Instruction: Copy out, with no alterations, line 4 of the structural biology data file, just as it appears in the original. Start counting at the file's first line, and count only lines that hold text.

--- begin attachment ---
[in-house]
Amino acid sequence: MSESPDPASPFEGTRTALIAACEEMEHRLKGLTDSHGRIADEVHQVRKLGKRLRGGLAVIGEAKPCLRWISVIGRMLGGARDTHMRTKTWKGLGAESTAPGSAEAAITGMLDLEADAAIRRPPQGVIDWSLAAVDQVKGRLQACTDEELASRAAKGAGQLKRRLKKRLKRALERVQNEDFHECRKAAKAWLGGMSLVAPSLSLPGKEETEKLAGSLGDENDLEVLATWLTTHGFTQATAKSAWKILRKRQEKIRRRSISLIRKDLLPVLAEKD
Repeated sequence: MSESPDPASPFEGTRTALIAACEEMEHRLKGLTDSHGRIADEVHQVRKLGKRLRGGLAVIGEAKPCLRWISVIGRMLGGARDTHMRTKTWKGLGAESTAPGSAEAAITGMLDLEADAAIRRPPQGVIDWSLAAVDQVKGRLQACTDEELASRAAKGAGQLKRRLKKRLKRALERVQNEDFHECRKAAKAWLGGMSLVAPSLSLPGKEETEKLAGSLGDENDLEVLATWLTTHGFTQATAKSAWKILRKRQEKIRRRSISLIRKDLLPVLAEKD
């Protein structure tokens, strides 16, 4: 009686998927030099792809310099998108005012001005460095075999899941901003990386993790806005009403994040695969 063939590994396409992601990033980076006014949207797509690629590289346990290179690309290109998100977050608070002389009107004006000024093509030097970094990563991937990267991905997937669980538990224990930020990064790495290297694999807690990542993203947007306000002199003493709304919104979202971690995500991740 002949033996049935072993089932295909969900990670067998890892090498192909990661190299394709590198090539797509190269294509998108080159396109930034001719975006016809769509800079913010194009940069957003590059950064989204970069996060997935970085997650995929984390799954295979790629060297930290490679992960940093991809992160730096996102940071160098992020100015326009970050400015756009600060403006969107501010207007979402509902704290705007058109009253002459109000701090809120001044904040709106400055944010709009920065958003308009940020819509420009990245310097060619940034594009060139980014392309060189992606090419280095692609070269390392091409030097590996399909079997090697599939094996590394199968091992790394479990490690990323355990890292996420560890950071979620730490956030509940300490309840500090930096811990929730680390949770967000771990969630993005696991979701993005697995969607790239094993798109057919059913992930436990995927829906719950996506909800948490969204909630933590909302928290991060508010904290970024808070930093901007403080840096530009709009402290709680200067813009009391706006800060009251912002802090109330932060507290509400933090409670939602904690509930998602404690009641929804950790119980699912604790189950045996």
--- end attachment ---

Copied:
């Protein structure tokens, strides 16, 4: 009686998927030099792809310099998108005012001005460095075999899941901003990386993790806005009403994040695969 063939590994396409992601990033980076006014949207797509690629590289346990290179690309290109998100977050608070002389009107004006000024093509030097970094990563991937990267991905997937669980538990224990930020990064790495290297694999807690990542993203947007306000002199003493709304919104979202971690995500991740 002949033996049935072993089932295909969900990670067998890892090498192909990661190299394709590198090539797509190269294509998108080159396109930034001719975006016809769509800079913010194009940069957003590059950064989204970069996060997935970085997650995929984390799954295979790629060297930290490679992960940093991809992160730096996102940071160098992020100015326009970050400015756009600060403006969107501010207007979402509902704290705007058109009253002459109000701090809120001044904040709106400055944010709009920065958003308009940020819509420009990245310097060619940034594009060139980014392309060189992606090419280095692609070269390392091409030097590996399909079997090697599939094996590394199968091992790394479990490690990323355990890292996420560890950071979620730490956030509940300490309840500090930096811990929730680390949770967000771990969630993005696991979701993005697995969607790239094993798109057919059913992930436990995927829906719950996506909800948490969204909630933590909302928290991060508010904290970024808070930093901007403080840096530009709009402290709680200067813009009391706006800060009251912002802090109330932060507290509400933090409670939602904690509930998602404690009641929804950790119980699912604790189950045996």